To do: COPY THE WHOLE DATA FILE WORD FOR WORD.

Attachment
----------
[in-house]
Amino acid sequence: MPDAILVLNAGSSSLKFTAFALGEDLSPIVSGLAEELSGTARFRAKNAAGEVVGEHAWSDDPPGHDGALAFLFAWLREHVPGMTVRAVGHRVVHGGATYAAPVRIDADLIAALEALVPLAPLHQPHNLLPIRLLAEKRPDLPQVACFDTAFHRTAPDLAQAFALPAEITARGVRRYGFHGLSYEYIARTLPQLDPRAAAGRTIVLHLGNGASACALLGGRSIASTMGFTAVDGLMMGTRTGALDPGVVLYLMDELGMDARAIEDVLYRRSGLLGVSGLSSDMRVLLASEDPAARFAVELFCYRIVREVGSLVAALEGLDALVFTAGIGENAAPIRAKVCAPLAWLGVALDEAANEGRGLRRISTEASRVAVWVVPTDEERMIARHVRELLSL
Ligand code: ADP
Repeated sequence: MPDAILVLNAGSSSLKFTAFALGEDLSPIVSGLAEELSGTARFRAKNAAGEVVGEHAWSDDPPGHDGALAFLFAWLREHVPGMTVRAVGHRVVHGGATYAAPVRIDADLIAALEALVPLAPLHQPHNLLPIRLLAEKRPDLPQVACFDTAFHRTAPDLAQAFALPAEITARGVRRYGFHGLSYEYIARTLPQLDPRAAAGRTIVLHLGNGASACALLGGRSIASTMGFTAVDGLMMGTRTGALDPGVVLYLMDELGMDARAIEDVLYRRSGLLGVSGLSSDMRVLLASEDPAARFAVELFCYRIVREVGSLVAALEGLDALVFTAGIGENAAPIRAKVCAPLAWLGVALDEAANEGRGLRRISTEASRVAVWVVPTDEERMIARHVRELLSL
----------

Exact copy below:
[in-house]
Amino acid sequence: MPDAILVLNAGSSSLKFTAFALGEDLSPIVSGLAEELSGTARFRAKNAAGEVVGEHAWSDDPPGHDGALAFLFAWLREHVPGMTVRAVGHRVVHGGATYAAPVRIDADLIAALEALVPLAPLHQPHNLLPIRLLAEKRPDLPQVACFDTAFHRTAPDLAQAFALPAEITARGVRRYGFHGLSYEYIARTLPQLDPRAAAGRTIVLHLGNGASACALLGGRSIASTMGFTAVDGLMMGTRTGALDPGVVLYLMDELGMDARAIEDVLYRRSGLLGVSGLSSDMRVLLASEDPAARFAVELFCYRIVREVGSLVAALEGLDALVFTAGIGENAAPIRAKVCAPLAWLGVALDEAANEGRGLRRISTEASRVAVWVVPTDEERMIARHVRELLSL
Ligand code: ADP
Repeated sequence: MPDAILVLNAGSSSLKFTAFALGEDLSPIVSGLAEELSGTARFRAKNAAGEVVGEHAWSDDPPGHDGALAFLFAWLREHVPGMTVRAVGHRVVHGGATYAAPVRIDADLIAALEALVPLAPLHQPHNLLPIRLLAEKRPDLPQVACFDTAFHRTAPDLAQAFALPAEITARGVRRYGFHGLSYEYIARTLPQLDPRAAAGRTIVLHLGNGASACALLGGRSIASTMGFTAVDGLMMGTRTGALDPGVVLYLMDELGMDARAIEDVLYRRSGLLGVSGLSSDMRVLLASEDPAARFAVELFCYRIVREVGSLVAALEGLDALVFTAGIGENAAPIRAKVCAPLAWLGVALDEAANEGRGLRRISTEASRVAVWVVPTDEERMIARHVRELLSL